Integrating education, new technologies and research: a recipe to exit the crisis


The Chair Mr. Michel Catinat (European Commission) indicated the key points to be addressed for exploiting the potential of key-enabling technologies (KETs), such as nanotechnologies, fotonics and biotechnologies, for the progress of Europe.

In a fast-evolving market, the up-to-date education of professionals is essential.

But how to attract students, identify industry needs, and provide cross-interdisciplinary skills?

For Marta Aymerich (Open University of Catalonia), one of the main challenges we need to face is developing new teaching approaches, such as hands-on training, informal and problem-based learning (PBL), and flipped classrooms, in order to overcome the ‘online disruption’ caused by the spread of information through the web.


“If we want to eat strawberries, we need to waste some water to grow them”, said professor Dario Braga (pro-rector of the University of Bologna), meaning that we need to invest in research to be able to provide new ideas to foster innovation. That means providing students with interdisciplinary education and regular exchanges with industry.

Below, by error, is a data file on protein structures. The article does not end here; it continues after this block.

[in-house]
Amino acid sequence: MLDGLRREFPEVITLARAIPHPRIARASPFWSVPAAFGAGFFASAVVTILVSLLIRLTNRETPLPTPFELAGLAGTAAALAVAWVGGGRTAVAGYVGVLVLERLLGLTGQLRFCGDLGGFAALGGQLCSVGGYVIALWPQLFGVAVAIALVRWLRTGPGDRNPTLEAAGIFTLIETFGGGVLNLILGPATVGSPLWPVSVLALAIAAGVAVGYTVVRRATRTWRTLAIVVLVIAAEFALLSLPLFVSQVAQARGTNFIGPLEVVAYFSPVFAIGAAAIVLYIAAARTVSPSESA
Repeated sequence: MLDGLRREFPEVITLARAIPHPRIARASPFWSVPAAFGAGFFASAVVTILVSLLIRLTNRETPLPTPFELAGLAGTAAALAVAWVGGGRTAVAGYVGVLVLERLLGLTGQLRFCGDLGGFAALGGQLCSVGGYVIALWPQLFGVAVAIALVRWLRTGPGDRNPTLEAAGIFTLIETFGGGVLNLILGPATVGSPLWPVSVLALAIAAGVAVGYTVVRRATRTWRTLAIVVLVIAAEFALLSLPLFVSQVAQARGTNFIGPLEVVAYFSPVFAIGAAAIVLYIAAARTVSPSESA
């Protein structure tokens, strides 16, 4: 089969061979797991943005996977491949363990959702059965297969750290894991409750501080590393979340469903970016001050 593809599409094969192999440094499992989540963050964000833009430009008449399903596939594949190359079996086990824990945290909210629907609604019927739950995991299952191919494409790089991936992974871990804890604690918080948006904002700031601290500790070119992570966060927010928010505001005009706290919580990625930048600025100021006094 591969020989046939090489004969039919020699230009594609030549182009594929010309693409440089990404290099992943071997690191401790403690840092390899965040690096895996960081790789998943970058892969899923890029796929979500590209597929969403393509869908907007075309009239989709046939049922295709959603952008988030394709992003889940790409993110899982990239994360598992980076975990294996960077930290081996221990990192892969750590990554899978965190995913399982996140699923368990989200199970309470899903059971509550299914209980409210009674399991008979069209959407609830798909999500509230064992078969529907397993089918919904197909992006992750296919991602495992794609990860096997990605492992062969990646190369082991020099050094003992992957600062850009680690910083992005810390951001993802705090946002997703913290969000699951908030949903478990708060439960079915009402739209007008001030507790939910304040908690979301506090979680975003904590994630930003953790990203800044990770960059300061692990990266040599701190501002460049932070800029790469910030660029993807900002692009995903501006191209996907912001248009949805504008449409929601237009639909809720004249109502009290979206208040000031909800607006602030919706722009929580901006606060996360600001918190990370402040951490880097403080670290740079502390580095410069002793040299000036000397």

Furthermore, as pointed out by Pietro Guindani (Assolombarda), students are often not properly trained for the needs of industry, which need to deliver innovative products with less environmental impact.


Are European students ready to deliver eco-friendly products?

“We should let young people follow their curiosity and passions”, added Roger De Keersmaecker (IMAC, Belgium) “This is the best way to attract them toward scientific and technological and to raise awareness of the society, especially politicians, about these themes”.